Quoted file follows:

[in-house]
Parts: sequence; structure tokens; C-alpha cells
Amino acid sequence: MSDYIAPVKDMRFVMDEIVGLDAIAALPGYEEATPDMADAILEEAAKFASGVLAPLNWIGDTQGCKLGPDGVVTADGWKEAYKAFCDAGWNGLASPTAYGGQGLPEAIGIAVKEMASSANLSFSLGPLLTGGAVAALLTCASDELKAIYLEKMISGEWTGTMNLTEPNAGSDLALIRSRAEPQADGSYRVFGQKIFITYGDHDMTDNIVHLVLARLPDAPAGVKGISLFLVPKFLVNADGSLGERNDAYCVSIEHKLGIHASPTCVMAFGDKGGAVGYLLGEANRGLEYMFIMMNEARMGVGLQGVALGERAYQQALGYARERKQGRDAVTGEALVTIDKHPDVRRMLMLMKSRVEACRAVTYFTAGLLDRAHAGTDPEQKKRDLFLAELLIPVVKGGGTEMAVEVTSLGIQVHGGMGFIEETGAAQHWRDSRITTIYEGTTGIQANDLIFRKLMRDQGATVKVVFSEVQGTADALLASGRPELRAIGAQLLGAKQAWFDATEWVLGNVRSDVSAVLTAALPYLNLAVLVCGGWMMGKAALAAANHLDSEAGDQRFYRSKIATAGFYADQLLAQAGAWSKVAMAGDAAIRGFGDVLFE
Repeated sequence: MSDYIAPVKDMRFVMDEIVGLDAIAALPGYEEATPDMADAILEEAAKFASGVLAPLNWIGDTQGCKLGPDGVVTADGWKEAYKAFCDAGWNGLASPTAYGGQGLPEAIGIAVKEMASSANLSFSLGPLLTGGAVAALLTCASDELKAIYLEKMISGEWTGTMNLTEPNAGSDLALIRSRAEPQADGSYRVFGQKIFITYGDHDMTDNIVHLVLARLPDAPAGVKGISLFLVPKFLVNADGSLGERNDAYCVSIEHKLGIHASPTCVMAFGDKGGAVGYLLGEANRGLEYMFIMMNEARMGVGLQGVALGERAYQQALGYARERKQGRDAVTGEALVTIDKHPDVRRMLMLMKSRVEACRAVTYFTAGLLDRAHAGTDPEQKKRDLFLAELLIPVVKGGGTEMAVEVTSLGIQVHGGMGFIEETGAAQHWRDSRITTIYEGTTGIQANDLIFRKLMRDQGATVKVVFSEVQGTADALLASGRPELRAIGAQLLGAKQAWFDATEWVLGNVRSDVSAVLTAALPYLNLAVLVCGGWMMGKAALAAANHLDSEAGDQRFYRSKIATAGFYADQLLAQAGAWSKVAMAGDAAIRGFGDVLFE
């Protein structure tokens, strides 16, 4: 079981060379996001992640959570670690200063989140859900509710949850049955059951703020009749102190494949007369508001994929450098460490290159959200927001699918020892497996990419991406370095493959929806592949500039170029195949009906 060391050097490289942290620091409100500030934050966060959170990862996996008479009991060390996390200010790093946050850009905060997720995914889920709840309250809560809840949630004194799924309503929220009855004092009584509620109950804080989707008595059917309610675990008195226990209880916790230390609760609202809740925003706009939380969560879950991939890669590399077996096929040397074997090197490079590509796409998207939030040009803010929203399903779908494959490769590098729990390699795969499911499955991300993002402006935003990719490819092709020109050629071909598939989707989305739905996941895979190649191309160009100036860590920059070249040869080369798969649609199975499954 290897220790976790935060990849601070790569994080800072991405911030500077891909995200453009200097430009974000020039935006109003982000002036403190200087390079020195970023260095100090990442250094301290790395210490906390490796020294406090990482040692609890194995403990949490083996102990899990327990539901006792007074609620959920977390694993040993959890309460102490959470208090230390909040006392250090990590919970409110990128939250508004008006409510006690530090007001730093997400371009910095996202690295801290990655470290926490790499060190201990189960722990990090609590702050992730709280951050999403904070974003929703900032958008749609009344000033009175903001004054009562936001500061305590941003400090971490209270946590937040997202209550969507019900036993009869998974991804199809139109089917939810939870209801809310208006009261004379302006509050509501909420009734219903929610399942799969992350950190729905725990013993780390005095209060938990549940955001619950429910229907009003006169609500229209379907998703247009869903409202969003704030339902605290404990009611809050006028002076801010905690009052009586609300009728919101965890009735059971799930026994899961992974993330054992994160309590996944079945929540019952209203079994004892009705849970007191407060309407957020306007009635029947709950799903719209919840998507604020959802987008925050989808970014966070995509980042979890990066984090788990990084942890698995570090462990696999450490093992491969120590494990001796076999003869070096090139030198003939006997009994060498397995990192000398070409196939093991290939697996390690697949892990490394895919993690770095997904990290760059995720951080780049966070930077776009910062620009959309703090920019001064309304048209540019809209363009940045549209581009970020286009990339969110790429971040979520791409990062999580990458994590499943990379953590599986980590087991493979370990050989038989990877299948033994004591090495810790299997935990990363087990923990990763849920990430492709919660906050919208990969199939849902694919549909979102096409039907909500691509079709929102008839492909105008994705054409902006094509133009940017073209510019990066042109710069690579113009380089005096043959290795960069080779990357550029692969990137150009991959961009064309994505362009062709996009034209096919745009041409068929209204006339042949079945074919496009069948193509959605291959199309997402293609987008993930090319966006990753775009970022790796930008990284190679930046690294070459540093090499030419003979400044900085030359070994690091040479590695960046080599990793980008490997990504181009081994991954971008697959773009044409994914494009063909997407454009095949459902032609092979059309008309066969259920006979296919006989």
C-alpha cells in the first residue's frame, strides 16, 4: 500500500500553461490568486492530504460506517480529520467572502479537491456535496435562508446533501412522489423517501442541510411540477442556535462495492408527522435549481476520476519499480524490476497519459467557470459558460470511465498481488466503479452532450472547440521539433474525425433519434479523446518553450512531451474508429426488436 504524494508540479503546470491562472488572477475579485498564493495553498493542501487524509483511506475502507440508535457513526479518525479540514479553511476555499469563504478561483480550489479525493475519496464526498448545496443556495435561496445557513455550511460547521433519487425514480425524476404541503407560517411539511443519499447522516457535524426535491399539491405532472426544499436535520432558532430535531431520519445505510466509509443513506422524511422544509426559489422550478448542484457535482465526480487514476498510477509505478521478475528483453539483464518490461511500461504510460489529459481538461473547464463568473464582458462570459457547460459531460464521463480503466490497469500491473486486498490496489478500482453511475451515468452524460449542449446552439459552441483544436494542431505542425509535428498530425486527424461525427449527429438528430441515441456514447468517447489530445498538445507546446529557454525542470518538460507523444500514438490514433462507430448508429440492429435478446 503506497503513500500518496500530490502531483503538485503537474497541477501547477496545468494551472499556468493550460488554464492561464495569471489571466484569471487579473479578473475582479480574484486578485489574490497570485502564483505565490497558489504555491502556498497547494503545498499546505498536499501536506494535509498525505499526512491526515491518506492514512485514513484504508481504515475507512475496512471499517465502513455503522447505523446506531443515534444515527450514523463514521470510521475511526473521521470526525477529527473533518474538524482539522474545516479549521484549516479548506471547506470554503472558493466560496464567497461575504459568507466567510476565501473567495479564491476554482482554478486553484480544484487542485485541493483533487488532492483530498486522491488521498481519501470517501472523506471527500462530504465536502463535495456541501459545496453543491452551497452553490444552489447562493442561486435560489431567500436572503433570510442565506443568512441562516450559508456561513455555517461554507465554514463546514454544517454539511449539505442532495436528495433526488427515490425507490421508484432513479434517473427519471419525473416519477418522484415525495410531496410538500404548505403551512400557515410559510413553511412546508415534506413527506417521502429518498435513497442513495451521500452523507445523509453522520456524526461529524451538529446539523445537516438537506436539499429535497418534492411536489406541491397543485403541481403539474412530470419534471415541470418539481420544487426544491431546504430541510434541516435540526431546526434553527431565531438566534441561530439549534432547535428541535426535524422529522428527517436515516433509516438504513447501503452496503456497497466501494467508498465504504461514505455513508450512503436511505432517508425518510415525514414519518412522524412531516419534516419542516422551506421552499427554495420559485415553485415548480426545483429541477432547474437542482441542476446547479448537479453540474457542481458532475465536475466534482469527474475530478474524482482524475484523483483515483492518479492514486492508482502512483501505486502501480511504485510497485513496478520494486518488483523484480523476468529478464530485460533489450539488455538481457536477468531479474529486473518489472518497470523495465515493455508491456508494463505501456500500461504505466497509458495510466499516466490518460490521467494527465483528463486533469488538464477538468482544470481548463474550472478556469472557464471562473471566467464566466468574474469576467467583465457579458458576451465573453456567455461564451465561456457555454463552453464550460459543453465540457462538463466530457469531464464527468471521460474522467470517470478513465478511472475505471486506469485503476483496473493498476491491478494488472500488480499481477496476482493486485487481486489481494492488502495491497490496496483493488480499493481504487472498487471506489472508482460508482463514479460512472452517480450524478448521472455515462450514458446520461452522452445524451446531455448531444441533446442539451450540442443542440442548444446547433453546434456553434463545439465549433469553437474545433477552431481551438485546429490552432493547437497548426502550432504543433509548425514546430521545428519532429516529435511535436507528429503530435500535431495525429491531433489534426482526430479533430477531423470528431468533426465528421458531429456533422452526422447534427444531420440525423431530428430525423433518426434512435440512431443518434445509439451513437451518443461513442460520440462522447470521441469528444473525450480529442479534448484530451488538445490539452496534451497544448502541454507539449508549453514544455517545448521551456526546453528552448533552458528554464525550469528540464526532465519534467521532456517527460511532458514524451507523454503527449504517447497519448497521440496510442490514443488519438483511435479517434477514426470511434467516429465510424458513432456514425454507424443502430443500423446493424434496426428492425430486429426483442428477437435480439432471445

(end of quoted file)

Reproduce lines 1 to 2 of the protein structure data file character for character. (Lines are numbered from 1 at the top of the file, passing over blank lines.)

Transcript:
[in-house]
Parts: sequence; structure tokens; C-alpha cells